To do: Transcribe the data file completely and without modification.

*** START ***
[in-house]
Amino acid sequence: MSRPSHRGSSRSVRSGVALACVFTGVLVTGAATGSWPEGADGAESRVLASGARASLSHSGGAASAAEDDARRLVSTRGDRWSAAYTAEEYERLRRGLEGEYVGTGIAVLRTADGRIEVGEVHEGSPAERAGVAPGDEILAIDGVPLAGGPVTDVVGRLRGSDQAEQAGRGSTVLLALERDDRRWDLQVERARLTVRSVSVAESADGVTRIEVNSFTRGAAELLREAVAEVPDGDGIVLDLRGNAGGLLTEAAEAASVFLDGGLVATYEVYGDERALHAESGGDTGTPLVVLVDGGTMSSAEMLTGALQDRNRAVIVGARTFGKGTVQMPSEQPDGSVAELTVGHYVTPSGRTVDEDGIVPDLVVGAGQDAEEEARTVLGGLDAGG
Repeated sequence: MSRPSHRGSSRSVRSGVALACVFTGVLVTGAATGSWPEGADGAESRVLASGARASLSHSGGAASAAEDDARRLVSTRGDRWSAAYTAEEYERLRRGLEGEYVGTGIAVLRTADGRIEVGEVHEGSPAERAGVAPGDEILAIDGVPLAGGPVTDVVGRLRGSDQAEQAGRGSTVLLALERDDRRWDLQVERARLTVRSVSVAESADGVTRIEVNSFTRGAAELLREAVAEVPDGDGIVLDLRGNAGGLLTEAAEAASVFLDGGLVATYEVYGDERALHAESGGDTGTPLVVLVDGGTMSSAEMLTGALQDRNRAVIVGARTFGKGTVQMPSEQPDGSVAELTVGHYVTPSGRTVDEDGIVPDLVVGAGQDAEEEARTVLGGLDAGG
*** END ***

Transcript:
[in-house]
Amino acid sequence: MSRPSHRGSSRSVRSGVALACVFTGVLVTGAATGSWPEGADGAESRVLASGARASLSHSGGAASAAEDDARRLVSTRGDRWSAAYTAEEYERLRRGLEGEYVGTGIAVLRTADGRIEVGEVHEGSPAERAGVAPGDEILAIDGVPLAGGPVTDVVGRLRGSDQAEQAGRGSTVLLALERDDRRWDLQVERARLTVRSVSVAESADGVTRIEVNSFTRGAAELLREAVAEVPDGDGIVLDLRGNAGGLLTEAAEAASVFLDGGLVATYEVYGDERALHAESGGDTGTPLVVLVDGGTMSSAEMLTGALQDRNRAVIVGARTFGKGTVQMPSEQPDGSVAELTVGHYVTPSGRTVDEDGIVPDLVVGAGQDAEEEARTVLGGLDAGG
Repeated sequence: MSRPSHRGSSRSVRSGVALACVFTGVLVTGAATGSWPEGADGAESRVLASGARASLSHSGGAASAAEDDARRLVSTRGDRWSAAYTAEEYERLRRGLEGEYVGTGIAVLRTADGRIEVGEVHEGSPAERAGVAPGDEILAIDGVPLAGGPVTDVVGRLRGSDQAEQAGRGSTVLLALERDDRRWDLQVERARLTVRSVSVAESADGVTRIEVNSFTRGAAELLREAVAEVPDGDGIVLDLRGNAGGLLTEAAEAASVFLDGGLVATYEVYGDERALHAESGGDTGTPLVVLVDGGTMSSAEMLTGALQDRNRAVIVGARTFGKGTVQMPSEQPDGSVAELTVGHYVTPSGRTVDEDGIVPDLVVGAGQDAEEEARTVLGGLDAGG